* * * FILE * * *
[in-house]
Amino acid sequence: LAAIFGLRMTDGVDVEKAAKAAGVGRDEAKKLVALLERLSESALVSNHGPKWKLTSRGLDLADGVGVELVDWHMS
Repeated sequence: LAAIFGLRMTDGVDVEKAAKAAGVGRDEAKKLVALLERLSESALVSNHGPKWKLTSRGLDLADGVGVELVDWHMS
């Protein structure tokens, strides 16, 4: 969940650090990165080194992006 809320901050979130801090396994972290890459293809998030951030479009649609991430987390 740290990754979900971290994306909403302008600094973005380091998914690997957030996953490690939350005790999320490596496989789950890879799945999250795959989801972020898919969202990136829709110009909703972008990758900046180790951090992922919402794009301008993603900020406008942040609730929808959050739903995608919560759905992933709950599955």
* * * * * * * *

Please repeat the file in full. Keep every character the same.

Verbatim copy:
[in-house]
Amino acid sequence: LAAIFGLRMTDGVDVEKAAKAAGVGRDEAKKLVALLERLSESALVSNHGPKWKLTSRGLDLADGVGVELVDWHMS
Repeated sequence: LAAIFGLRMTDGVDVEKAAKAAGVGRDEAKKLVALLERLSESALVSNHGPKWKLTSRGLDLADGVGVELVDWHMS
């Protein structure tokens, strides 16, 4: 969940650090990165080194992006 809320901050979130801090396994972290890459293809998030951030479009649609991430987390 740290990754979900971290994306909403302008600094973005380091998914690997957030996953490690939350005790999320490596496989789950890879799945999250795959989801972020898919969202990136829709110009909703972008990758900046180790951090992922919402794009301008993603900020406008942040609730929808959050739903995608919560759905992933709950599955």